Strong and gusty winds are quite common on the Oregon coast. In fact, people who live there often consider a wind of 40 mph as a “minor blow”. Make no mistake, a 40 mph wind is substantial. However, I remember far stronger winds.
After living a majority of my life in the Southern Oregon Cascade Mountains, my wife and I moved to the coast since we both loved the ocean. We had only been there for a few months, though, when we had a major blow…strong winds, far in excess of what we were used to.
On the coast, there is nothing to prevent strong winds from blowing in off the Pacific Ocean. In this case, we saw the clouds coming in and knew that a storm was approaching. We had no idea of how strong it was going to be or what form it would take.
We weren’t especially concerned because we lived on the leeward side of the town, so the town would form something of a windbreak. However, when the storm broke, we were quite fortunate to be inside. We could hear the gale warning sirens go off, but what hit made a gale seem minor. Just before our power went off, we had the weather channel on. The winds were measured at 108 mph and they were almost certainly stronger because the wind gauge at the weather station broke from the winds at that point.
Although it was never called a hurricane or a typhoon because there was no organized center of rotation, those were at least hurricane Cat 2 winds and possibly Cat 3. Thankfully, the damage in town was minimal. Some fishing boats were pushed completely out of the water and docks were smashed. A few homes and vehicles were damaged from falling trees and some businesses had broken glass and other similar damage. At least one car was overturned and a few houses lost their rooves. One of our pine trees was blown over and across the street. All of this was minor stuff, all things considered.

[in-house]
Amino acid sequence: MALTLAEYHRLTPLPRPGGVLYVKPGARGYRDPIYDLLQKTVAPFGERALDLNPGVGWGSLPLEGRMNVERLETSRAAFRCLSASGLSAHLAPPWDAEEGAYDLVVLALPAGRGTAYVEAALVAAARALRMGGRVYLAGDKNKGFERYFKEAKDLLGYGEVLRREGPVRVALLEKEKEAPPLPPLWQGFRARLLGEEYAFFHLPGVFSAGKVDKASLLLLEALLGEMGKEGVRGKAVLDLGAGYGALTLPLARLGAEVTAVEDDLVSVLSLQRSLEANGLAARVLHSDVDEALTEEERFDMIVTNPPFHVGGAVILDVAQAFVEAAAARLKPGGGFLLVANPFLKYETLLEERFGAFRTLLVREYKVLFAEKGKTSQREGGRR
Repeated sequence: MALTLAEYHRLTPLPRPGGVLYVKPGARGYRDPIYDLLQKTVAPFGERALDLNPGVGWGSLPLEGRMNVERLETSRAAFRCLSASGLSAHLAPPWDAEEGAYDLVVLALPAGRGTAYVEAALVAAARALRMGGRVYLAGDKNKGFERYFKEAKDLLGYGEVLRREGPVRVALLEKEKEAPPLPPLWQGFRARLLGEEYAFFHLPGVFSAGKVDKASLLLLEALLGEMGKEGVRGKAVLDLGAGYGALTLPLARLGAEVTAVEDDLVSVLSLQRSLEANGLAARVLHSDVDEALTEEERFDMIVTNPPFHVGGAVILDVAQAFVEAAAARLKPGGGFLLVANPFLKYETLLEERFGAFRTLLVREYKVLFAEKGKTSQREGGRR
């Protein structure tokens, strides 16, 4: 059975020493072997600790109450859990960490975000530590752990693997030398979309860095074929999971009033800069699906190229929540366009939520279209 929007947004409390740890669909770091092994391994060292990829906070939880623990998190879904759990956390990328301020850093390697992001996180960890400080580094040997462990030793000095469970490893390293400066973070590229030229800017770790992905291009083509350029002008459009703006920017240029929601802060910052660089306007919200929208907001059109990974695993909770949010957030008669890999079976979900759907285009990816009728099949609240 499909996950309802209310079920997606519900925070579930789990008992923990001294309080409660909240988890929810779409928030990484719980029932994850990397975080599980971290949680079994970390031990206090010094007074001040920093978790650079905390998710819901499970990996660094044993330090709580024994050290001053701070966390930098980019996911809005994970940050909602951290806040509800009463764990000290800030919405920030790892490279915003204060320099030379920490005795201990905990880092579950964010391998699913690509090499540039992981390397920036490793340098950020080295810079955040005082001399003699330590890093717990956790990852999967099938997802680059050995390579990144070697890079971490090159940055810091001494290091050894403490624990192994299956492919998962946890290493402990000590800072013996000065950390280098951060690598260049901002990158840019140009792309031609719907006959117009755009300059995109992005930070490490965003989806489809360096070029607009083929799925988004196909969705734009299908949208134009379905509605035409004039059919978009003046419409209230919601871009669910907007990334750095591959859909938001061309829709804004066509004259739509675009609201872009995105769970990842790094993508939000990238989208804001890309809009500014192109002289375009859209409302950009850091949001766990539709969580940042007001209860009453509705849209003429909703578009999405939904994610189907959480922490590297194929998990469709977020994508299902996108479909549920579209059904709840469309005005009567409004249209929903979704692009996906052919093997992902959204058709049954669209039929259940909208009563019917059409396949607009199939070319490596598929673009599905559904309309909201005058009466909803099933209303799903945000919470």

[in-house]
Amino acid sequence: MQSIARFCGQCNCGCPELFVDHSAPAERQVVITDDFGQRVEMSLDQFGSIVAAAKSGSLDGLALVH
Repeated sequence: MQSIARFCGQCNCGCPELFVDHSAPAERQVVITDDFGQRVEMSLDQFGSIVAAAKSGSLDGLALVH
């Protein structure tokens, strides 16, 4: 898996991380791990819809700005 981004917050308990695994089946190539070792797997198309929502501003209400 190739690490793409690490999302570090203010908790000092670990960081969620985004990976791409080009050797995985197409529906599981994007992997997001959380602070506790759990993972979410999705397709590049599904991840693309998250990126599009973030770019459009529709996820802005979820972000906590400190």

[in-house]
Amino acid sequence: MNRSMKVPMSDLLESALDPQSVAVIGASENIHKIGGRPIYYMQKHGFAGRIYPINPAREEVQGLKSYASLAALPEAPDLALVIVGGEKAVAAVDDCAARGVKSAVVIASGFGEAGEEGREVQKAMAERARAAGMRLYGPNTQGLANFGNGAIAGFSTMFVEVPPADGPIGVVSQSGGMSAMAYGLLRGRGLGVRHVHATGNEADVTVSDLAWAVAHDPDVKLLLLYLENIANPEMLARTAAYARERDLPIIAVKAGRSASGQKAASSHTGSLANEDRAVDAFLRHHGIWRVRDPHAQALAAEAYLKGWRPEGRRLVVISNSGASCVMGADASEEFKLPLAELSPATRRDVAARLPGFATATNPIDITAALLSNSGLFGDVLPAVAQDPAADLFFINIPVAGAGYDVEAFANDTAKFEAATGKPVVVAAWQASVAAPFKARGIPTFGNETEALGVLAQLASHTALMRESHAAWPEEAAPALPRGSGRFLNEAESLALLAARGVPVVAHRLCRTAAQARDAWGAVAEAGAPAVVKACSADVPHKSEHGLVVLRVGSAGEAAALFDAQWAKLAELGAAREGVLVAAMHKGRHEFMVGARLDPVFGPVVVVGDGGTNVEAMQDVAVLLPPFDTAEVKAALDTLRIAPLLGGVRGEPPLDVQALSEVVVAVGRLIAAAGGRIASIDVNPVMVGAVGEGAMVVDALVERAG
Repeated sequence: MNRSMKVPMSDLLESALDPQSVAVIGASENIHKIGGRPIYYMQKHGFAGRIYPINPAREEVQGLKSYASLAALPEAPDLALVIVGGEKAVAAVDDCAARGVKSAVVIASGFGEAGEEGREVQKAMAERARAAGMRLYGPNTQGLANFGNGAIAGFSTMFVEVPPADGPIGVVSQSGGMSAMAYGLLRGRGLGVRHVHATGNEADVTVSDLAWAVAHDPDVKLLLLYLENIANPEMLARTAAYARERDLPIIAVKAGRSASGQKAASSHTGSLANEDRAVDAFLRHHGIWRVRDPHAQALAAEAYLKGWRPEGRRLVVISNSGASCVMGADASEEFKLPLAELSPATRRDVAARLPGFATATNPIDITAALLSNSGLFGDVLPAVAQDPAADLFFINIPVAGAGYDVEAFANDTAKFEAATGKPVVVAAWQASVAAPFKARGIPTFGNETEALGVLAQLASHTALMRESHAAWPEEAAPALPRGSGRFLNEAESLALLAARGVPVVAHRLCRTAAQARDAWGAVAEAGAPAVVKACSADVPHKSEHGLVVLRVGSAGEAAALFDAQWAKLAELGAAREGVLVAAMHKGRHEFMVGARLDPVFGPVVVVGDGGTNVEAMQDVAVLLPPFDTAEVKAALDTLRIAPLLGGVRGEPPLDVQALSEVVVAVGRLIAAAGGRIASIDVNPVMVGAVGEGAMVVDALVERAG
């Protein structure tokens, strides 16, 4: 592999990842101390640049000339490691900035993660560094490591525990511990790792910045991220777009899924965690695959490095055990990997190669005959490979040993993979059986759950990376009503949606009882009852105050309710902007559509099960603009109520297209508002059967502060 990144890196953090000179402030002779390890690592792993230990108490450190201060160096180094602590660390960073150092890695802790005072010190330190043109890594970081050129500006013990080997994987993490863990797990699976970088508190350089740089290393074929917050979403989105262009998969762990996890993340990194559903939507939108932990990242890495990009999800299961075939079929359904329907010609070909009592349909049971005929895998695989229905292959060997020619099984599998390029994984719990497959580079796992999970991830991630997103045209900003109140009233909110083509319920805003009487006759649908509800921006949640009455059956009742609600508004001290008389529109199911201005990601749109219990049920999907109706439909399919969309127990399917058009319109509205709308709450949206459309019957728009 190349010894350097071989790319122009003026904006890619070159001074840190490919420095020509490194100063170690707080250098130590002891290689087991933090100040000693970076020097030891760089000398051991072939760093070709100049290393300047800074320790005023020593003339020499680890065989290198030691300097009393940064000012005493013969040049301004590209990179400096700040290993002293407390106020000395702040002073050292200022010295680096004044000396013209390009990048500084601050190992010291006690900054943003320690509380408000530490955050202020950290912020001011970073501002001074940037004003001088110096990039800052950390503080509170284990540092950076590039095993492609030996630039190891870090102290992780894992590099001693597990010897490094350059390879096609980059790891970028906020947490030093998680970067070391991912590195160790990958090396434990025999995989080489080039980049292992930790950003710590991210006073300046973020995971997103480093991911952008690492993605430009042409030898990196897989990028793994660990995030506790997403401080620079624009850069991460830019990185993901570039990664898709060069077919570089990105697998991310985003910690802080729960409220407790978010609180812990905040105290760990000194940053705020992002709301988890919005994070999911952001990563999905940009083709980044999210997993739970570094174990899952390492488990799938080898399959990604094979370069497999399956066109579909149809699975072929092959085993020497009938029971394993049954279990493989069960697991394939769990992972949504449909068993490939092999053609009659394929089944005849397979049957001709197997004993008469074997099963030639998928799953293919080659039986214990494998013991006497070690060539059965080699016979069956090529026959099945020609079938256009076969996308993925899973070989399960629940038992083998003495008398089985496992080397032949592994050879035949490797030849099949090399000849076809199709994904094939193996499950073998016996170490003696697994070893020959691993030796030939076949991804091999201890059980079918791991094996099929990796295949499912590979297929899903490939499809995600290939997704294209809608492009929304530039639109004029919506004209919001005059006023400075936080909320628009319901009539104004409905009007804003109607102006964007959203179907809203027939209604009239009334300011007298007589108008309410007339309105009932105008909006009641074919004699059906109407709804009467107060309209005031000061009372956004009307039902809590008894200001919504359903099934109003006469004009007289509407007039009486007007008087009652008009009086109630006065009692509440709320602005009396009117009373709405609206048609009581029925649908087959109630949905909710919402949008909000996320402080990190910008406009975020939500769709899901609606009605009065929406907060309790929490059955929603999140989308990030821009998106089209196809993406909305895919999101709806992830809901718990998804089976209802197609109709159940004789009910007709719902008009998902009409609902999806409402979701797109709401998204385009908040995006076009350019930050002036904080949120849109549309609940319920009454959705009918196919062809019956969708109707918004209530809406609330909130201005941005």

However, the damage was worse north of town. Over 18 very large trees were blown over Highway 101, the main coastal highway. More trees weren’t just blown over but were actually snapped off and across the highway. Our powerlines, those supplying power to our town, were severed in several places and that resulted in no power for a couple of days. That wasn’t significant since we had a camping stove and camping gear.
I was actually impressed by how fast the road crews were able to clear the trees off the highway and in a matter of a few hours, the highway was reopened.
I’ve been thinking about that event and how scary it was. However, the winds were only somewhat more than 108 mph. Hurricane Dorian now has winds of over 185 mph and wind gusts up to 220 mph. If that had hit the Oregon coast, the devastation would have been nearly total for most of the town. It is hard to imagine wind speeds that high.
The picture I’m using is just to give an idea of what it looks like when a 108 mph wind hits the Oregon coast and knocks down or snaps trees. The picture isn’t of the Oregon coast, it is from Olympia National Park during one of their major blows. Still, this is what our wind damage looked like, except the trees in question were about 6-10 feet thick. Same destruction, just bigger trees. It is an experience I don’t want to repeat and it really brings home what the people in the Bahamas are experiencing and those of Florida are likely to face.